The systemic problem of Android benchmark cheating
Android’s openness at work again. Result – open wasteland full of cheating slime-balls.
Recently, Samsung was discovered to fake Note 3 & Galaxy S4 performance benchmarks. So, Anand Lal Shimpi & Brian Klug of Anandtech investigated other Android mobile devices. They discovered the state of mobile device benchmark cheating:
“We started piecing this data together back in July, and even had conversations with both silicon vendors and OEMs about getting it to stop. With the exception of Apple and Motorola, literally every single OEM we’ve worked with ships (or has shipped) at least one device that runs this silly CPU optimization. It’s possible that older Motorola devices might’ve done the same thing, but none of the newer devices we have on hand exhibited the behavior. It’s a systemic problem that seems to have surfaced over the last two years, and one that extends far beyond Samsung.”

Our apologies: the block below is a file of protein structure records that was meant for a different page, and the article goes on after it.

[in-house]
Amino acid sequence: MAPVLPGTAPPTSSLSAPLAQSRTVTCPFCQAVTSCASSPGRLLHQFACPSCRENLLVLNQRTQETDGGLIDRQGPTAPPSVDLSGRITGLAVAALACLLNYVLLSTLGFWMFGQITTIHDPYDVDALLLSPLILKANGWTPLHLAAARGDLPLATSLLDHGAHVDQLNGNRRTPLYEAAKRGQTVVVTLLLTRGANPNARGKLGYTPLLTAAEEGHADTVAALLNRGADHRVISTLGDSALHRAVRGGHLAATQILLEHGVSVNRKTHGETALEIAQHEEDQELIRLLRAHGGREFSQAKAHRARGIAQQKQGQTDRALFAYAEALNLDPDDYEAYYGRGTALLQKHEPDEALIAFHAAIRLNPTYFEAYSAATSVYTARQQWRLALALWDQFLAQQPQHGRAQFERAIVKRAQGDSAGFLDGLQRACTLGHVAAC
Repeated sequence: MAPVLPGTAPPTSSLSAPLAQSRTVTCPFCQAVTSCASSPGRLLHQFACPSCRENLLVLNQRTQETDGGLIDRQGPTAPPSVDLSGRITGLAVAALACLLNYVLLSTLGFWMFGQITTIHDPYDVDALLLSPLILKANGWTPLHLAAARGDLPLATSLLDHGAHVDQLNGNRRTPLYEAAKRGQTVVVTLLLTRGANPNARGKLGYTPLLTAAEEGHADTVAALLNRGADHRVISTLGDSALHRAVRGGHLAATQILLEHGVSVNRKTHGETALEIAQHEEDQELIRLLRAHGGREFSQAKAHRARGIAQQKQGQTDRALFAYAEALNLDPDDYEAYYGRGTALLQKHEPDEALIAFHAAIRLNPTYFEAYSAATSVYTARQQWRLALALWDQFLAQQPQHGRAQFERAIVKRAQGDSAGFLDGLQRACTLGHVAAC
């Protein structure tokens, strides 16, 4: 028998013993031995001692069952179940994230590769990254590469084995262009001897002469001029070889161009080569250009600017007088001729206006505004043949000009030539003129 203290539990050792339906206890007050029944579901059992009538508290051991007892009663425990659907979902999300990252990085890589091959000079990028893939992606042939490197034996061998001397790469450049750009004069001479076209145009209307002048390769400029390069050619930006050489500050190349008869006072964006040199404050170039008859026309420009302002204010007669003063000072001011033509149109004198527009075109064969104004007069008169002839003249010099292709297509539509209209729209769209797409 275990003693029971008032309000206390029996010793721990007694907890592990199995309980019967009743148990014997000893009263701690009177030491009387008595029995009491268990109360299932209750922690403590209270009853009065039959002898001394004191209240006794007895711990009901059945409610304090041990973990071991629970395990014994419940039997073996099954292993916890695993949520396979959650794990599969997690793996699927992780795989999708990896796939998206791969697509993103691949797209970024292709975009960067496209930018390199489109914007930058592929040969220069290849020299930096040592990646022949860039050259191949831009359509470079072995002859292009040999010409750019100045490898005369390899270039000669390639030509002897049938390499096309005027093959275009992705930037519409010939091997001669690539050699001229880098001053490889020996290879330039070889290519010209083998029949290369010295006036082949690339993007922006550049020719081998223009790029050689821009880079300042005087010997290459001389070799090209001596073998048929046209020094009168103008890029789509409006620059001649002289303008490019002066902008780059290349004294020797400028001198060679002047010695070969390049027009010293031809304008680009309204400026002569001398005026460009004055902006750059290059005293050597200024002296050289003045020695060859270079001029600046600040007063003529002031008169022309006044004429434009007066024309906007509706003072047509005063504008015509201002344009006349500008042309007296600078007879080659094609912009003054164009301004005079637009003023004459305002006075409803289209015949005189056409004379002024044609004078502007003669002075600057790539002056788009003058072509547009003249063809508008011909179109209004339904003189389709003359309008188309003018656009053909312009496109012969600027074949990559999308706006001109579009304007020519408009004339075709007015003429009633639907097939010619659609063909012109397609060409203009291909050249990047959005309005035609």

Just about all Android makers added custom code to increase device performance when running benchmarks apps. The faked performance is not available during daily use. The cheaters include: Asus, HTC, LG, and Samsung. I’ve colorized the table:
Android Benchmark Cheating
Instead of fixing their cheating problem, Android device makers such as Samsung appears to be putting more effort into hiding the code:
“Don’t forget that we’re lucky to be able to so quickly catch these things. After our piece in July I figured one of two things would happen: 1) the optimizations would stop, or 2) they would become more difficult to figure out. At least in the near term, it seems to be the latter. The framework for controlling all of this has changed a bit, and I suspect it’ll grow even more obfuscated in the future.”
Apple does not cheat benchmark scores.
- Benchmark: iPad 2 Faster than Android Xoom
- Samsung fakes Note 3 device performance benchmarks
- Performance Benchmarks: iPad 2 Still Rules Android, Samsung Galaxy
- Android Maker Motorola Mobility Ships 440,000 Xoom Tablet, Suffers 2011 Q2 Loss
- Android apps including those in Google Play Store vulnerable to MitM remote code execution exploit